Carrot – For some crunch and lovely contrasting colour! I’ve cut it into batons but if you can’t be bothered, just slice it on an angle. It really doesn’t matter. 🙂
Green onion – Fresh garnish! Optional.
How to make spicy Korean noodle soup
This recipe has a great efficient flow to it. Pour the stock into the saucepan then as it is coming up to the simmer, measure out and add the remaining ingredients into the broth. Then while the broth is simmering for 10 minutes to bring the flavours together, chop the veg and cook the noodles. Then assemble the soup bowls!
Choy sum cutting – Trim the roots off. Cut into 7cm / 2.5″ pieces then separate the stems from the leafy part. Why? Because we add the stems first as they take longer to cook than the leaves which wilt in literally seconds. So we put them into the pot right at the end.
Kimchi – Measure out 2/3 cups kimchi and 2 tablespoons of kimchi juice. Press and squeeze the cabbage if needed to extract the juice! We need it for flavour, so don’t be short!
Simmer broth 10 minutes – Place all the broth ingredients into a saucepan then simmer for 10 minutes to bring the flavours together. I simmer the kimchi cabbage with the broth ingredients to extract the kimchi juices out of it.
Cook veg – Cook the bok choy stems and carrots for 2 minutes, then the leafy part of the choy sum for just 1 minute. Then that’s it! The broth is done, ready to assemble the noodle bowls.
Cook noodles – Cook the noodles according to the packet directions while the broth is simmering, then drain.
Assemble – Place the noodles in a bowl. Then ladle over the soup broth and all the add-ins. Sprinkle with green onions if using then serve!
This is such a gloriously quick dinner to make when you’re craving something healthy, something quick, something spicy or something slurpy – or any combination there of. 😂 It’s fabulously versatile with the add-ins: choose your own vegetables, choose your own noodles, add proteins if you want.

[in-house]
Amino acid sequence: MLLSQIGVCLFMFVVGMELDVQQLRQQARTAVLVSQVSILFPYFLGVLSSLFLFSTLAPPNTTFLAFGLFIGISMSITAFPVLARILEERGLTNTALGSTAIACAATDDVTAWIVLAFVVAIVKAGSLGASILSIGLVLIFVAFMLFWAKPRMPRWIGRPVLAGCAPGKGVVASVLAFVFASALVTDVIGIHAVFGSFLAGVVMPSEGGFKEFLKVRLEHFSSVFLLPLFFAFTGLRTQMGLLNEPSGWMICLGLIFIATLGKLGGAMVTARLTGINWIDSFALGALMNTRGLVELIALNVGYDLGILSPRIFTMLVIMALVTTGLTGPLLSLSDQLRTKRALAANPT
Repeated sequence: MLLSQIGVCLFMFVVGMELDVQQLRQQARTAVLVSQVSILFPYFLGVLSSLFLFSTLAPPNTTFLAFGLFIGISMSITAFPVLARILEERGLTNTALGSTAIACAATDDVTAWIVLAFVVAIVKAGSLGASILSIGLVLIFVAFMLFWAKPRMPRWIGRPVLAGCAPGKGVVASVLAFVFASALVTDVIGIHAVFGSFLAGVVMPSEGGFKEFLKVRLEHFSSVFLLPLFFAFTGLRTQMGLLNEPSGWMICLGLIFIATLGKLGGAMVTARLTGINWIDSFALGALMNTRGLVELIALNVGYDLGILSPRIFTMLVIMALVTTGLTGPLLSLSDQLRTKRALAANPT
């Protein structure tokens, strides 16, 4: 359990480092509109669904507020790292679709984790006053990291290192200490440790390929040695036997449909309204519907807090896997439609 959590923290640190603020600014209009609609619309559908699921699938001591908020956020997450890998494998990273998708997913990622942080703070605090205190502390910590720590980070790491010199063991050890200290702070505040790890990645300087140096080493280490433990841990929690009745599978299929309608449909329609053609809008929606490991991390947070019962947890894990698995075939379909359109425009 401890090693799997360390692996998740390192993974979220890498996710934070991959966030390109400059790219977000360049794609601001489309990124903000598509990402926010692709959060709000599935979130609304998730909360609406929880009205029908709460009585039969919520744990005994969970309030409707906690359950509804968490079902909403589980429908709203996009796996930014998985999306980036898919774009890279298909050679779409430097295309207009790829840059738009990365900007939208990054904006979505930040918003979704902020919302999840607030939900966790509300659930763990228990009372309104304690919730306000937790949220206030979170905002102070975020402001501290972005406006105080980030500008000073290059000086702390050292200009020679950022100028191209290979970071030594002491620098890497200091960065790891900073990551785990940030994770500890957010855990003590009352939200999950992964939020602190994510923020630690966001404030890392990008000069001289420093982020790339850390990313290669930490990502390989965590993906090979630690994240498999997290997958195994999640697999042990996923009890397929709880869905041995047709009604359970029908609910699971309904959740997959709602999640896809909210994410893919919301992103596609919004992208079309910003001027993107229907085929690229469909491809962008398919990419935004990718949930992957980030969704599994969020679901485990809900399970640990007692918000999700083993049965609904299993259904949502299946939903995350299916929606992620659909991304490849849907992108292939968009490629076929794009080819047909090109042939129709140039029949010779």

While I encourage you to make this soup your own, I will, however, get a little strict with the soup broth! The combination and quantity of sauces is one that my team and I agreed made the tastiest soup, after going back and forth quite a few times, with a few heated “debates” thrown in. If you skip any of the sauces, it will still taste good but not as great as it is intended to be.
So I really do hope you try the broth as written one of these days! And remember, you can get everything at large supermarkets here in Australia (Coles, Woolies, Harris Farms).
Enjoy! – Nagi x
Watch how to make it
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Spicy Korean Noodle Soup (quick & healthy)
Spicy Korean Soup Broth
- 4 cups / 1 litre chicken stock/broth , low-sodium
- 2/3 cup cabbage kimchi (Note 1)
- 2 tbsp kimchi juice , from kimchi tub (Note 1)
- 3 tbsp gochujang (Note 2)
- 2 tbsp light soy sauce (Note 3)
- 2 tsp fish sauce (sub more soy)
- 1 tbsp Chinese cooking wine (Shaoxing wine, Note 4)
- 2 slices ginger , sliced 0.7cm / 1/3" thick (skin on)
- 1 large garlic clove , smashed (Note 5)
Add-Ins (Note 7):
- 200g/ 7oz thin fresh egg noodles (or 100g/3.5oz dried – Note 6)
- 4 stems choi sum or other Asian greens, cut into 7cm / 2.5" lengths, stems separated from leafy part
- 1 small carrot , peeled, cut into thin matchsticks
- 2 1/2 tsp sesame oil , toasted (Note 8)
- 1/4 cup finely sliced green onions (1 stem)
- Broth – Place all broth ingredients in a saucepan. Bring to a simmer over medium-high heat, then reduce heat so it’s simmering gently. Simmer 10 minutes without a lid.
- Cook vegetables – Add choi sum stems and carrot to the broth. Simmer for 2 minutes. Add choi sum leaves and simmer for another minute. Stir in sesame oil just before serving.
- Noodles – Meanwhile, cook egg noodles in boiling water per packet directions. Drain, give the noodles a quick rinse under tap water. Shake off excess water well.
- Assemble – Divide noodles between bowls. Top with the vegetables. Pick the garlic and ginger out of the broth, then broth pour over the noodles. Sprinkle with green onions and serve!